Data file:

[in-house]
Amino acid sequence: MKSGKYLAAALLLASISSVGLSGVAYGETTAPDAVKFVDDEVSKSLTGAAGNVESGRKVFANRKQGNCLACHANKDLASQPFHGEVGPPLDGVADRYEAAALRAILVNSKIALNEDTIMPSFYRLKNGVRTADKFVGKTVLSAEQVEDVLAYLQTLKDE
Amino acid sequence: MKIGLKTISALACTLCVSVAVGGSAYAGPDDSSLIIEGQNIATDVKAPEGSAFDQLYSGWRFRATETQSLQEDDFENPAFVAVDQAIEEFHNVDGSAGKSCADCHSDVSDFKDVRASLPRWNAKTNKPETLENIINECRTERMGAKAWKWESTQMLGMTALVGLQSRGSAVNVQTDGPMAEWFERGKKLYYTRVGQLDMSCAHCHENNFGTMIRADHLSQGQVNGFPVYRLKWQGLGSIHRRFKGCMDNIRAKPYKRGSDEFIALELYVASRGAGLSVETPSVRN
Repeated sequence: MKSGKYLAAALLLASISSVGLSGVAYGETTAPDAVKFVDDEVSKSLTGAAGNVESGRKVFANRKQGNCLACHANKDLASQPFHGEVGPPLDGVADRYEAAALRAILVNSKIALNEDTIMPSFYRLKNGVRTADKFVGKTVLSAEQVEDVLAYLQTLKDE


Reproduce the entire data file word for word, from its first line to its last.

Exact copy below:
[in-house]
Amino acid sequence: MKSGKYLAAALLLASISSVGLSGVAYGETTAPDAVKFVDDEVSKSLTGAAGNVESGRKVFANRKQGNCLACHANKDLASQPFHGEVGPPLDGVADRYEAAALRAILVNSKIALNEDTIMPSFYRLKNGVRTADKFVGKTVLSAEQVEDVLAYLQTLKDE
Amino acid sequence: MKIGLKTISALACTLCVSVAVGGSAYAGPDDSSLIIEGQNIATDVKAPEGSAFDQLYSGWRFRATETQSLQEDDFENPAFVAVDQAIEEFHNVDGSAGKSCADCHSDVSDFKDVRASLPRWNAKTNKPETLENIINECRTERMGAKAWKWESTQMLGMTALVGLQSRGSAVNVQTDGPMAEWFERGKKLYYTRVGQLDMSCAHCHENNFGTMIRADHLSQGQVNGFPVYRLKWQGLGSIHRRFKGCMDNIRAKPYKRGSDEFIALELYVASRGAGLSVETPSVRN
Repeated sequence: MKSGKYLAAALLLASISSVGLSGVAYGETTAPDAVKFVDDEVSKSLTGAAGNVESGRKVFANRKQGNCLACHANKDLASQPFHGEVGPPLDGVADRYEAAALRAILVNSKIALNEDTIMPSFYRLKNGVRTADKFVGKTVLSAEQVEDVLAYLQTLKDE